Oil and gas rose to prominence in New Mexico when energy companies were able to tap into massive reservoirs of crude oil and natural gas thousands of feet beneath the Permian Basin and cities like Carlsbad.
The industry quickly began generating record-breaking revenue from the rural southeast corner of the state, providing funds for schools and other public services across the state.
Last year, data from the New Mexico Oil and Gas Association (NMOGA) showed the industry contributed $2.8 billion to the state’s budget, even as the COVID-19 pandemic reduced fuel demand and production slowed.
2020’s revenue marked a slight dip from the year before, records show, as oil and gas produced about $3.1 billion for New Mexico in 2019.
But overall, the industry’s contributions to New Mexico grew consistently in the last decade from 2011’s total of $1.7 billion.
In the southeastern Permian Basin where most of the oil and gas is produced, the industry provided billions of dollars to the local economy and supported thousands of jobs.
Eddy County saw about $3.8 billion in overall contributions to its local economy, NMOGA reported, and about $1.3 billion in labor income for 16,572 jobs.
To the east, New Mexico’s other Permian Basin county saw similar contributions to its economy and job market, with Lea County receiving about $3.2 billion overall for its economy, $1.3 billion in labor income and 18,329 jobs supported by the industry, per NMOGA records.
Locally, the industry’s activities also meant more money for schools, bringing in millions in education dollars to New Mexico’s 33 counties.
Eddy County last year received about $38.6 million for schools, per NMOGA records, while neighboring Lea County got about $48.4 million.
Those dollars weren’t only provided to New Mexico’s lead oil-producing counties.
Metropolitan areas saw even bigger contributions to schools with Bernalillo County receiving $409.4 million in education funding from oil and gas, and Doña Ana County gaining $185.2 million.
Carlsbad Mayor Dale Janway said oil and gas’ importance, while significant in his city, went beyond local and state economics, supporting the national and global energy supply.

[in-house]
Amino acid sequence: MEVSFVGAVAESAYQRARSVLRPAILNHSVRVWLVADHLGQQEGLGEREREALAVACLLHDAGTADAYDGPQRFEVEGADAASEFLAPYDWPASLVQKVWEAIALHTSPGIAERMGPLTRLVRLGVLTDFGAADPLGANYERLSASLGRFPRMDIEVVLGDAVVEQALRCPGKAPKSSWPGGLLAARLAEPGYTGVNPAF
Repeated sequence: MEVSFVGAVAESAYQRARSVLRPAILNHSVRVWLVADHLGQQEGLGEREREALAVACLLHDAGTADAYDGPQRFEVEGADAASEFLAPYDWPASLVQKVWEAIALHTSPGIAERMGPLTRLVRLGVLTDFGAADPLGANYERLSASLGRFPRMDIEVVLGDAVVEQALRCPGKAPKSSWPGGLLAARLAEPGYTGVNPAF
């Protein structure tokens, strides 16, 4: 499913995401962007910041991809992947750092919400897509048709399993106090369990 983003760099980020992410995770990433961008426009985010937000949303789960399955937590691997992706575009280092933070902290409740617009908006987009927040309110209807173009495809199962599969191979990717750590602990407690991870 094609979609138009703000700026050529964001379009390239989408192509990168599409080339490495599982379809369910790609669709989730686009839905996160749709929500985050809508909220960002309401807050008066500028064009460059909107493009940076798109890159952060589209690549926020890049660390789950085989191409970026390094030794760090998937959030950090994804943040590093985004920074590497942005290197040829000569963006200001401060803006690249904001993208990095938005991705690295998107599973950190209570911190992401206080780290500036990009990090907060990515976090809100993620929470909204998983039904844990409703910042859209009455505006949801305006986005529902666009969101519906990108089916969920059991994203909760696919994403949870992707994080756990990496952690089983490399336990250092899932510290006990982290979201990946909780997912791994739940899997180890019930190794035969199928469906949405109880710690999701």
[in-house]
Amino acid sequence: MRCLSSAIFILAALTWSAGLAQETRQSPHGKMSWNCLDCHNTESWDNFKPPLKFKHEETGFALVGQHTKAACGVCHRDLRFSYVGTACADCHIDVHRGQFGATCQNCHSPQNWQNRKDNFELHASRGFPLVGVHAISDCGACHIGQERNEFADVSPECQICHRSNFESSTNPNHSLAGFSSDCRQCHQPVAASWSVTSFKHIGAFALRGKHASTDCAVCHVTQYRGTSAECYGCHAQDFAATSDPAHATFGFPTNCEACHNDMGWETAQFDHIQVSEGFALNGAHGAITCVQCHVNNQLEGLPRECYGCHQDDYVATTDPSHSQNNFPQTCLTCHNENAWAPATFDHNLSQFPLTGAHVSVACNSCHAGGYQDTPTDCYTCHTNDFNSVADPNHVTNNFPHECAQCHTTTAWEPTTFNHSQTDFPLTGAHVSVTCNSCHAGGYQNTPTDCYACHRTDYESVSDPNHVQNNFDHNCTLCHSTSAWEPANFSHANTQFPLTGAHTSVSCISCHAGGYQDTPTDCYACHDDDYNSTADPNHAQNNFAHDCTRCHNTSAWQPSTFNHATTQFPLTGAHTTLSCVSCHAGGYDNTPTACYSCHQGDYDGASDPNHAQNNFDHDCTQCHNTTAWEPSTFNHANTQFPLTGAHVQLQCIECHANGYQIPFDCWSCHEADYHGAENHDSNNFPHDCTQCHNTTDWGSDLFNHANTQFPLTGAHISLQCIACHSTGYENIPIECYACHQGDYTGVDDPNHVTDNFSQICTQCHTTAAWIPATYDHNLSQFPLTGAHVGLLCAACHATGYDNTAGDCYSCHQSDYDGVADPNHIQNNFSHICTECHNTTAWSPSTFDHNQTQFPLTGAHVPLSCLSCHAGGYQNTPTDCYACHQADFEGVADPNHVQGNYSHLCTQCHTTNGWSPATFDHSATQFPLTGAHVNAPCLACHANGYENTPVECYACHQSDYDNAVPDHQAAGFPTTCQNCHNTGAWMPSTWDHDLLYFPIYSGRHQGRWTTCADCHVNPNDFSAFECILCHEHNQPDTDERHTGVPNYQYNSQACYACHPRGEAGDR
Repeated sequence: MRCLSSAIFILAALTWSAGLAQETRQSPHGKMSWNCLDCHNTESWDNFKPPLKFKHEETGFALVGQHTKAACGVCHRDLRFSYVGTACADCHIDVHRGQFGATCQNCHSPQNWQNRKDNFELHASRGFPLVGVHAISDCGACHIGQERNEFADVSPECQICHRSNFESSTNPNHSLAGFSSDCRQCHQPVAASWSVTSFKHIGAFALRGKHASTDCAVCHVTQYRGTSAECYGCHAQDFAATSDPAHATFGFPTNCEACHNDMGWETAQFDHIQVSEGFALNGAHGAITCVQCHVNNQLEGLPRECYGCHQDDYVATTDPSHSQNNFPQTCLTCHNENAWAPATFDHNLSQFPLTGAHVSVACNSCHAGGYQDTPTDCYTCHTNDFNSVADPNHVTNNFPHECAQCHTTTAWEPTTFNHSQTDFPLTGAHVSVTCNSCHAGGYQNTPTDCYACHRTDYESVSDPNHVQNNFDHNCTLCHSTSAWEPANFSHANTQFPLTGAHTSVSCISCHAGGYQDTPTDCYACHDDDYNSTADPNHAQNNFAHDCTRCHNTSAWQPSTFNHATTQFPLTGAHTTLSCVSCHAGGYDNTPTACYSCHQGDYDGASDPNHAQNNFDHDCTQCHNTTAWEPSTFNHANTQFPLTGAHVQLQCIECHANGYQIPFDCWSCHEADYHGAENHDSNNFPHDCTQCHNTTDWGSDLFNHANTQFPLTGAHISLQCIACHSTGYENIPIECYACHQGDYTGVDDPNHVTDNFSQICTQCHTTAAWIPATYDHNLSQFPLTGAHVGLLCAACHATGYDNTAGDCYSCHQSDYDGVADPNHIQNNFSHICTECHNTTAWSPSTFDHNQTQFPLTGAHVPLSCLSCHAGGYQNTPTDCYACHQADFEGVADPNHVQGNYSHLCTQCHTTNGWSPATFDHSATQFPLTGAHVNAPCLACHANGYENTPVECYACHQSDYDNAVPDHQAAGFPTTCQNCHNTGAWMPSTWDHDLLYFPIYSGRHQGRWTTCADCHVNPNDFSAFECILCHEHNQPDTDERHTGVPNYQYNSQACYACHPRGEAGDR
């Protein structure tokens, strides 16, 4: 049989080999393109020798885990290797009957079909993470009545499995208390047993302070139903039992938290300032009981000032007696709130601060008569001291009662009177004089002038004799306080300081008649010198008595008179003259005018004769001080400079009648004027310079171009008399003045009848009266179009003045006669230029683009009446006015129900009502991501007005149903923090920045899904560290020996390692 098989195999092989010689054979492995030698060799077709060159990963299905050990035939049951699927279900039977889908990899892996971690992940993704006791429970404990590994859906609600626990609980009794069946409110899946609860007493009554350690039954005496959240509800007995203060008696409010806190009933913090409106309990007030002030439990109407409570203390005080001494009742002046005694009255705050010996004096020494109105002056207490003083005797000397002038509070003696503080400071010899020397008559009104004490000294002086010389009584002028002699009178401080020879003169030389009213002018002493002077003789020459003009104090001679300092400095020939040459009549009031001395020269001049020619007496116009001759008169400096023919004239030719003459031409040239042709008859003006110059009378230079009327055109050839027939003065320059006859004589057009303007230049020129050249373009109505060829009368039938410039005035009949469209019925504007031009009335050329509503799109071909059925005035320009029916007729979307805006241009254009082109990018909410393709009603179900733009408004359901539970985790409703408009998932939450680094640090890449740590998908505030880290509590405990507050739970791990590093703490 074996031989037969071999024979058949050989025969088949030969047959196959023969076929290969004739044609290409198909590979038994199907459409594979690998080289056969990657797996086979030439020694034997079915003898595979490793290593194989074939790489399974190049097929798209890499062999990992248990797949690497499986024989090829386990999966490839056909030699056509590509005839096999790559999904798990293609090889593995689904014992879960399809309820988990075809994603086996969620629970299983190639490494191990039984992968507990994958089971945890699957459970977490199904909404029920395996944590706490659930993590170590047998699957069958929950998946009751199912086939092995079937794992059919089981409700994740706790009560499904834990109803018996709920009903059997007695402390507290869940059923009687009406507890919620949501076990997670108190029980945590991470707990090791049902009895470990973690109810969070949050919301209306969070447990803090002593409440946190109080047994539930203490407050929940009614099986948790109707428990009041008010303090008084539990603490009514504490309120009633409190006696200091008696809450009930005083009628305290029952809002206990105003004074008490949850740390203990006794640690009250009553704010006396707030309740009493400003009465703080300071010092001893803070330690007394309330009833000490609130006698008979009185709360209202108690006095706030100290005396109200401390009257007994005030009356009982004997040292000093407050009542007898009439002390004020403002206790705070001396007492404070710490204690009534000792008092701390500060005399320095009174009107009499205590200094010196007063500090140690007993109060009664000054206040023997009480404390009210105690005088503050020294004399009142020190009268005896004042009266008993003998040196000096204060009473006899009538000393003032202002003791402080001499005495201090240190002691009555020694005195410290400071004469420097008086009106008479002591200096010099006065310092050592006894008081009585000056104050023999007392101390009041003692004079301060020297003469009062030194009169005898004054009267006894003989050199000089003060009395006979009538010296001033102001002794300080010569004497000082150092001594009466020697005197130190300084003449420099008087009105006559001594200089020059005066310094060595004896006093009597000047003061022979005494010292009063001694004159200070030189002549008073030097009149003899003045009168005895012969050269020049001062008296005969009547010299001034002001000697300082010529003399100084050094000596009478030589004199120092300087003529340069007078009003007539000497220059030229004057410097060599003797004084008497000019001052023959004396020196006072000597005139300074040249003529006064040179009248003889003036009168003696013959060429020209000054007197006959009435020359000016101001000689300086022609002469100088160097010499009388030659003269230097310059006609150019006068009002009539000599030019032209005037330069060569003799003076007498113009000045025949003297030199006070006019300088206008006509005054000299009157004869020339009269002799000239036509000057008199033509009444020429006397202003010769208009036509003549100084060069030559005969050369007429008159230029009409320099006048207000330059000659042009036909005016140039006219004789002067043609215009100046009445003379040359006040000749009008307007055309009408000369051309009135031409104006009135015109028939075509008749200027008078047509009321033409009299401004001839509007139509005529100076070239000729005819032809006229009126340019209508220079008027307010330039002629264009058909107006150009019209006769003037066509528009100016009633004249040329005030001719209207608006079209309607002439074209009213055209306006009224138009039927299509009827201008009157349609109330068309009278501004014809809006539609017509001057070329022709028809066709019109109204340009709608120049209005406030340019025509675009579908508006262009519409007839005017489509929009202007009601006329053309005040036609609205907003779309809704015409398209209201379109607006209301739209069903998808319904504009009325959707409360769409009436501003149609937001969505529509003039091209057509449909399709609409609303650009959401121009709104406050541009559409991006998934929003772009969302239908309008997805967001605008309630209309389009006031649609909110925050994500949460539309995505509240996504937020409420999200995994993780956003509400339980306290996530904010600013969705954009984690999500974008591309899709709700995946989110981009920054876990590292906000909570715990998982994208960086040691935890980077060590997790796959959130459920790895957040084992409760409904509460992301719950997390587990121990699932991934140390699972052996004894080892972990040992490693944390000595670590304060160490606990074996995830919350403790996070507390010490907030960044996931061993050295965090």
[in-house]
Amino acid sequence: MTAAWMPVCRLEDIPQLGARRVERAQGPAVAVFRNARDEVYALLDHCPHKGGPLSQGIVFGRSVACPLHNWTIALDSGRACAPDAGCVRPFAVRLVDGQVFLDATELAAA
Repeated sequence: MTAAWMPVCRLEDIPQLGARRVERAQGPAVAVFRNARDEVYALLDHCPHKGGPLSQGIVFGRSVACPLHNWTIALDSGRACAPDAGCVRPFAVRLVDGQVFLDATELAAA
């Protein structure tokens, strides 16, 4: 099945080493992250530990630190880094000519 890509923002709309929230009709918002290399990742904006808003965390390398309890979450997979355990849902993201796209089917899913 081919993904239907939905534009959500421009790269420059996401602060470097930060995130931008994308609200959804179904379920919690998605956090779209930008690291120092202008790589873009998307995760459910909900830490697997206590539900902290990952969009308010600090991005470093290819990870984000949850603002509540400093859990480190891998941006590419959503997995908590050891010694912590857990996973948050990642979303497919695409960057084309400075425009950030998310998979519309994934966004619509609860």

“Oil and gas isn’t just important to the future of Carlsbad, it is important to the future of the state and the country,” Janway said.
“We believe this industry will be a vital part of our community for a very long time, and fossil fuels will be a very important part of meeting our nation’s energy needs for a very long time as well. We’re very proud to have oil and gas be a part of what we do in Carlsbad.”
Janway also pointed to oil and gas workers in Carlsbad, recently honored by the city’s 2021 40 Under 40 class and at the annual Oil and Gas Summit in September which hosted its “Spirit of the Oilfield Awards” to commemorate workers in the industry that contributed to the community.
“There are thousands of Carlsbad families who put food on the table everyday thanks to the oil and gas industry,” Janway said. “As evidenced by the recent 40 under 40 list, as well as by our ‘Spirit of the Oilfield’ awards, there are so many outstanding individuals in this industry who have dedicated themselves to their profession and to the community.”
NMOGA spokesman Robert McEntyre said he expected Carlsbad to be an integral part of the oil and gas industry and the economies of New Mexico, the U.S. and the world for years to come.
“The oil and natural gas industry is New Mexico’s top economic and fiscal contributor, primarily because of the work happening in Carlsbad and Eddy County,” McEntyre said. “Safe, responsible development of New Mexico’s natural resources has provided students, families, and communities across our state with unprecedented opportunities and resources.”
“Producers, engineers, builders, and many more all work daily to protect the communities where they live and work while delivering the affordable, reliable energy we depend upon for daily life. Southeast New Mexico can be proud that its work benefits all New Mexicans and makes our state’s future shine brighter.”
Adrian Hedden can be reached at 575-618-7631, [email protected] or @AdrianHedden on Twitter.